Example of Analytic Solutions for Simple Cases

In this section, let us explicitly confirm the "rise" motion by analytically solving the above equation for simple cases. To do so, we first assume simple shape of the egg, that is, a uniform spheroid defined as (16)

where a > b (as in Fig. 1). In this case, we can easily calculate A, C and h(θ) as follows: (17) (18)

or (19)

In addition, we use two different forms for the friction FY.

FY Constant (Coulomb's Law of Friction)

In this case, all we need to do is to substitute (18) into (15) to obtain (20)

Both sides of this equation can be explicitly integrated and we have (21)

Note that since friction should act in the opposite direction from the velocity of the point P, FY should have the same sign as Ω when θ is positive, as is easily verified. According to (14), this means that FY /J is positive and hence (21) suggests decrease of θ as t increases.

Substitution of (21) into (19) yields the explicit functional form of h(θ(t)), which is plotted in Fig. 2.

FY Proportional to Velocity (Viscous Law of Friction)

In this case, we first have to derive the velocity of the point P. Since the angular velocity of the body is (22)

which can be derived by rotating ω' by the angle θ (see (1)), the velocity of the point P is written as (23)

where (24)

By eliminating Ω and n using (10) and (14), VP is rewritten as (25)

Furthermore, the simple geometry specified by (16)-(19) greatly simplifies (25), giving (26)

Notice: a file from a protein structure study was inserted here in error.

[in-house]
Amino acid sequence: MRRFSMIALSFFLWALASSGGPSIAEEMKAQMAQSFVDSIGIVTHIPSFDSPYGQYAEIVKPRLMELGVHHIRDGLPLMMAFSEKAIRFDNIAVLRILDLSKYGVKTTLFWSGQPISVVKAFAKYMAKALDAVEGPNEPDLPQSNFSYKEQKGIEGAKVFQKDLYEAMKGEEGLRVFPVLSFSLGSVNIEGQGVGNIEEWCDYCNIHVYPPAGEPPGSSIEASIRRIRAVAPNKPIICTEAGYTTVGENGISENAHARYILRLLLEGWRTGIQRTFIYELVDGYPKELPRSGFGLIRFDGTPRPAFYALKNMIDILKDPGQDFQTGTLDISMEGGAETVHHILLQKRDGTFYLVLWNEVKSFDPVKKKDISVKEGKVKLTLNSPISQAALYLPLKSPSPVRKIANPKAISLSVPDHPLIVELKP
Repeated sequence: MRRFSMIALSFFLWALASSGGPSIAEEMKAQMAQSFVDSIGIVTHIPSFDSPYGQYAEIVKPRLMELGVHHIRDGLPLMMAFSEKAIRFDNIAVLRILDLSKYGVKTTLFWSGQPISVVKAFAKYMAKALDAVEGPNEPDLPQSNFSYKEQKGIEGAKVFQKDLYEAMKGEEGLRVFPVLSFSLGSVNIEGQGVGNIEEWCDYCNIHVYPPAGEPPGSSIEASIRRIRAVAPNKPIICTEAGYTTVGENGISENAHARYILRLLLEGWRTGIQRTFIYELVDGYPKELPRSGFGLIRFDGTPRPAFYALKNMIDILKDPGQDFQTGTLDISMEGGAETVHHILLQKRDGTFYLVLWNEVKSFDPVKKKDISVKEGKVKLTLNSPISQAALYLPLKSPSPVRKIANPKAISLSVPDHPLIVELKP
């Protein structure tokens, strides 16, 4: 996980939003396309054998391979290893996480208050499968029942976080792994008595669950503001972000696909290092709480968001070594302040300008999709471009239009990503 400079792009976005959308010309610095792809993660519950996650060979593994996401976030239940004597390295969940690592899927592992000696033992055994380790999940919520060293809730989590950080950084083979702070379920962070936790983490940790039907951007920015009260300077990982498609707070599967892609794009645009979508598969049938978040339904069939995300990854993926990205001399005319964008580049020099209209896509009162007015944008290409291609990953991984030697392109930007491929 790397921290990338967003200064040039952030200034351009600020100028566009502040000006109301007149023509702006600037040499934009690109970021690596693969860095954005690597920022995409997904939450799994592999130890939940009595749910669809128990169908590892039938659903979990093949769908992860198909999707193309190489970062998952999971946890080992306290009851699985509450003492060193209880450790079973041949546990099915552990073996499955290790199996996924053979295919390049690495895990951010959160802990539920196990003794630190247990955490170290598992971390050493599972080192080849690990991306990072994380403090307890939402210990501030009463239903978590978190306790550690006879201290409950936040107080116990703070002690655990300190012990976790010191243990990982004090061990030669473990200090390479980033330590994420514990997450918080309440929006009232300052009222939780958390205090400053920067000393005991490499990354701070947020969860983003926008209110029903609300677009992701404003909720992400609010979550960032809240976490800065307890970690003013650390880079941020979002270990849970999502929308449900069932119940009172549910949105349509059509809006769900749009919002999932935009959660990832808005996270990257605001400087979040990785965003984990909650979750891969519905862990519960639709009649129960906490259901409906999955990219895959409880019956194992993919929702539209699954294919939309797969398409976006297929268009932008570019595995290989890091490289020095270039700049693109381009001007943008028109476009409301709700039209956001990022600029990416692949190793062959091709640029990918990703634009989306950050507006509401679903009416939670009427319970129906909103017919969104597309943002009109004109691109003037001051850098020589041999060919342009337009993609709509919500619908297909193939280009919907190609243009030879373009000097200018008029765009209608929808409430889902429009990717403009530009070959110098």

Assuming that FY is proportional to VP, we have (27)

and eq. (15) now becomes (28)

where (29)

This equation is again analytically integrable, resulting in the following final expression: (30) Fig. 2: The height of the center of mass h as a function of time (derived from (19) and (21)) when the Coulomb law of friction is adopted. We used a = 3.0, b = 2.0, FYab/J = 1.0, t0 = 0.0 and θ0 = π/2 - 0.01. Fig. 3: The height of the center of mass h as a function of time (derived from (19) and (30)) when the viscous law of friction is adopted. We used a = 3.0, b = 2.0, α = 1.0, t0 = 0.0 and θ0 = π/2 - 0.01.

By substituting (30) into (19), we obtain h(θ(t)), which is plotted in Fig. 3. Comparing Fig. 2 and Fig. 3 suggests that the two forms of frictional force do not have qualitatively big difference. One small difference is that in the case of Coulomb's law θ actually becomes 0 within finite time interval, at which we cannot use the relation (10) any more. Physical intuition suggests that in this case θ precesses around 0. On the other hand, with the viscous law of friction θ keeps on approaching to 0 asymptotically, but never reaches there. I speculate that since we already oversimplified the problem by the approximation (9), it may not be a good idea to determine which frictional force is more physical from the argument above. Numerical simulation seems to be necessary to examine the problem in that detail.

© 2007 Ko Munakata. The author grants permission to copy, distribute and display this work in unaltered form, with attributation to the author, for noncommercial purposes only. All other rights, including commercial rights, are reserved to the author.

References

 H. K. Moffatt and Y. Shimomura, Nature 416, 385 (2002).

 H. Goldstein, C. Poole and J. Safko, Classical Mechanics (Addison-Wesley, 2002).